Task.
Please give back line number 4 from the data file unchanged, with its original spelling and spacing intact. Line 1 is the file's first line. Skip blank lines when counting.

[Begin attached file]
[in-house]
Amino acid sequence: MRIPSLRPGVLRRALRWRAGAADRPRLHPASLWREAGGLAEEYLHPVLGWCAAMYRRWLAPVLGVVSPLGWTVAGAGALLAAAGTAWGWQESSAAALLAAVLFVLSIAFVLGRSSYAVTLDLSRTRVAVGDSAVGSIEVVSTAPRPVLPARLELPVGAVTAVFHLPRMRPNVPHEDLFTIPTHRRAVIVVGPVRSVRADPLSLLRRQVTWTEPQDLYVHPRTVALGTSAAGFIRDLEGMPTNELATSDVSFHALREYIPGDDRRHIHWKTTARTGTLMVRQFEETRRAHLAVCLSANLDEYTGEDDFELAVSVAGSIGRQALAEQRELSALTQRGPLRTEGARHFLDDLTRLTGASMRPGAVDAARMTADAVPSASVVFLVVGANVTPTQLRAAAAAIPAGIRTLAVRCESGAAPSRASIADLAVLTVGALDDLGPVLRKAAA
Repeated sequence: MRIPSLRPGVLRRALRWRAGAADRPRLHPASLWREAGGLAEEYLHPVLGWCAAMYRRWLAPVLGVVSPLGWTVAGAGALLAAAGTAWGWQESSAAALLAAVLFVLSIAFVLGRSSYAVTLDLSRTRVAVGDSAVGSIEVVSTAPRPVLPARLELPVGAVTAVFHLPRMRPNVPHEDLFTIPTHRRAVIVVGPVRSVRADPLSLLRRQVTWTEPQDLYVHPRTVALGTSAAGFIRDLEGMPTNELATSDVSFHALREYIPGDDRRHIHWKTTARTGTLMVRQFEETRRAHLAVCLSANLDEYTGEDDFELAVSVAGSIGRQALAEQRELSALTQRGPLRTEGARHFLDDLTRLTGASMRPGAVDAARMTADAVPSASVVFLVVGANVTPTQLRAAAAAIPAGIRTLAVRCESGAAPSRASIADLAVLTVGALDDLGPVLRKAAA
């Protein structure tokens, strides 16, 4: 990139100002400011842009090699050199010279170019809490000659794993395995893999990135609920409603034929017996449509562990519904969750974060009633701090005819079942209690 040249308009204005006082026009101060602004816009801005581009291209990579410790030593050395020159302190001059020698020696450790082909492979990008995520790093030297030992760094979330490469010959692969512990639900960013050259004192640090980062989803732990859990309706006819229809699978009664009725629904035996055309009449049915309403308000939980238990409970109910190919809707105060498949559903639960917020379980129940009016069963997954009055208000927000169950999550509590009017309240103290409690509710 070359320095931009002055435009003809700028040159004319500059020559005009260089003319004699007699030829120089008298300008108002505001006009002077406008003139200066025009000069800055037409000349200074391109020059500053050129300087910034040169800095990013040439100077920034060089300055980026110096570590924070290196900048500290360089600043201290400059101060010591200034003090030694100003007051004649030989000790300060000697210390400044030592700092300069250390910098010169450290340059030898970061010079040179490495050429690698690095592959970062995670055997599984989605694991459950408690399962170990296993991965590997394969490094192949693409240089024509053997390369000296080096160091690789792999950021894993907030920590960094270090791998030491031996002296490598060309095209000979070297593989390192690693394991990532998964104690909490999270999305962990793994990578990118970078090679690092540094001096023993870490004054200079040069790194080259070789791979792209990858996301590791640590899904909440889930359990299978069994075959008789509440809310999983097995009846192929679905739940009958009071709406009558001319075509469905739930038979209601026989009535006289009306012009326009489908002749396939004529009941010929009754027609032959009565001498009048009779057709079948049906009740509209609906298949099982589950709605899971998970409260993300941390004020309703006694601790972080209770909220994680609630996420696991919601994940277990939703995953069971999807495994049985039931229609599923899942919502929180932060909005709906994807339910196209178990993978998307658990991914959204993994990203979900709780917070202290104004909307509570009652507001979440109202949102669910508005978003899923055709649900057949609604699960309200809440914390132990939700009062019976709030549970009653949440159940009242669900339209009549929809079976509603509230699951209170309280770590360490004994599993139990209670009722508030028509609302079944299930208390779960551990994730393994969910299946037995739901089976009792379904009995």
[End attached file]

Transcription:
């Protein structure tokens, strides 16, 4: 990139100002400011842009090699050199010279170019809490000659794993395995893999990135609920409603034929017996449509562990519904969750974060009633701090005819079942209690 040249308009204005006082026009101060602004816009801005581009291209990579410790030593050395020159302190001059020698020696450790082909492979990008995520790093030297030992760094979330490469010959692969512990639900960013050259004192640090980062989803732990859990309706006819229809699978009664009725629904035996055309009449049915309403308000939980238990409970109910190919809707105060498949559903639960917020379980129940009016069963997954009055208000927000169950999550509590009017309240103290409690509710 070359320095931009002055435009003809700028040159004319500059020559005009260089003319004699007699030829120089008298300008108002505001006009002077406008003139200066025009000069800055037409000349200074391109020059500053050129300087910034040169800095990013040439100077920034060089300055980026110096570590924070290196900048500290360089600043201290400059101060010591200034003090030694100003007051004649030989000790300060000697210390400044030592700092300069250390910098010169450290340059030898970061010079040179490495050429690698690095592959970062995670055997599984989605694991459950408690399962170990296993991965590997394969490094192949693409240089024509053997390369000296080096160091690789792999950021894993907030920590960094270090791998030491031996002296490598060309095209000979070297593989390192690693394991990532998964104690909490999270999305962990793994990578990118970078090679690092540094001096023993870490004054200079040069790194080259070789791979792209990858996301590791640590899904909440889930359990299978069994075959008789509440809310999983097995009846192929679905739940009958009071709406009558001319075509469905739930038979209601026989009535006289009306012009326009489908002749396939004529009941010929009754027609032959009565001498009048009779057709079948049906009740509209609906298949099982589950709605899971998970409260993300941390004020309703006694601790972080209770909220994680609630996420696991919601994940277990939703995953069971999807495994049985039931229609599923899942919502929180932060909005709906994807339910196209178990993978998307658990991914959204993994990203979900709780917070202290104004909307509570009652507001979440109202949102669910508005978003899923055709649900057949609604699960309200809440914390132990939700009062019976709030549970009653949440159940009242669900339209009549929809079976509603509230699951209170309280770590360490004994599993139990209670009722508030028509609302079944299930208390779960551990994730393994969910299946037995739901089976009792379904009995």